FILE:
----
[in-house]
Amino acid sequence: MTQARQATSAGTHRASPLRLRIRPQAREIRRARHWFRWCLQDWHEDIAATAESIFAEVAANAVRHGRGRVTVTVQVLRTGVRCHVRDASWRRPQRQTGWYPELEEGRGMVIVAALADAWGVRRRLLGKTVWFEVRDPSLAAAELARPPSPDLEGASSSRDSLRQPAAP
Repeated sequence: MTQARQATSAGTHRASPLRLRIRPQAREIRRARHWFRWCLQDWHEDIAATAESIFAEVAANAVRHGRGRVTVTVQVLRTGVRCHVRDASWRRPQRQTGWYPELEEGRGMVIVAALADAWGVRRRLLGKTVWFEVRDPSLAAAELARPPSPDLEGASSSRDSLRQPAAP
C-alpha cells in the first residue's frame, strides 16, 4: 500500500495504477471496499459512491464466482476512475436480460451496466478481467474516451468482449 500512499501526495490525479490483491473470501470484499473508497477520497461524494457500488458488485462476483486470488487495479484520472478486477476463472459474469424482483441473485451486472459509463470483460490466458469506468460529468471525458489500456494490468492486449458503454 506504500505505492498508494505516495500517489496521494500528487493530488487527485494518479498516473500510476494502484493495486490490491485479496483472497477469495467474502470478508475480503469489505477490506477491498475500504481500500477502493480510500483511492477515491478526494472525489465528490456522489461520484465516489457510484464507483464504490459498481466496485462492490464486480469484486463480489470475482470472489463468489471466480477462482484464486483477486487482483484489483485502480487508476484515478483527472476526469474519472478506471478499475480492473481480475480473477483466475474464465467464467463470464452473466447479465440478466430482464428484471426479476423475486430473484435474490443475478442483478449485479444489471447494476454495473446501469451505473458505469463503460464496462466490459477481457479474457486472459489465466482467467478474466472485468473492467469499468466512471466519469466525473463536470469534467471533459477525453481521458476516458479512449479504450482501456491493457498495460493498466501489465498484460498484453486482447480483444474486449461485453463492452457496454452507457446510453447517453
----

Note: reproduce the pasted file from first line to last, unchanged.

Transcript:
[in-house]
Amino acid sequence: MTQARQATSAGTHRASPLRLRIRPQAREIRRARHWFRWCLQDWHEDIAATAESIFAEVAANAVRHGRGRVTVTVQVLRTGVRCHVRDASWRRPQRQTGWYPELEEGRGMVIVAALADAWGVRRRLLGKTVWFEVRDPSLAAAELARPPSPDLEGASSSRDSLRQPAAP
Repeated sequence: MTQARQATSAGTHRASPLRLRIRPQAREIRRARHWFRWCLQDWHEDIAATAESIFAEVAANAVRHGRGRVTVTVQVLRTGVRCHVRDASWRRPQRQTGWYPELEEGRGMVIVAALADAWGVRRRLLGKTVWFEVRDPSLAAAELARPPSPDLEGASSSRDSLRQPAAP
C-alpha cells in the first residue's frame, strides 16, 4: 500500500495504477471496499459512491464466482476512475436480460451496466478481467474516451468482449 500512499501526495490525479490483491473470501470484499473508497477520497461524494457500488458488485462476483486470488487495479484520472478486477476463472459474469424482483441473485451486472459509463470483460490466458469506468460529468471525458489500456494490468492486449458503454 506504500505505492498508494505516495500517489496521494500528487493530488487527485494518479498516473500510476494502484493495486490490491485479496483472497477469495467474502470478508475480503469489505477490506477491498475500504481500500477502493480510500483511492477515491478526494472525489465528490456522489461520484465516489457510484464507483464504490459498481466496485462492490464486480469484486463480489470475482470472489463468489471466480477462482484464486483477486487482483484489483485502480487508476484515478483527472476526469474519472478506471478499475480492473481480475480473477483466475474464465467464467463470464452473466447479465440478466430482464428484471426479476423475486430473484435474490443475478442483478449485479444489471447494476454495473446501469451505473458505469463503460464496462466490459477481457479474457486472459489465466482467467478474466472485468473492467469499468466512471466519469466525473463536470469534467471533459477525453481521458476516458479512449479504450482501456491493457498495460493498466501489465498484460498484453486482447480483444474486449461485453463492452457496454452507457446510453447517453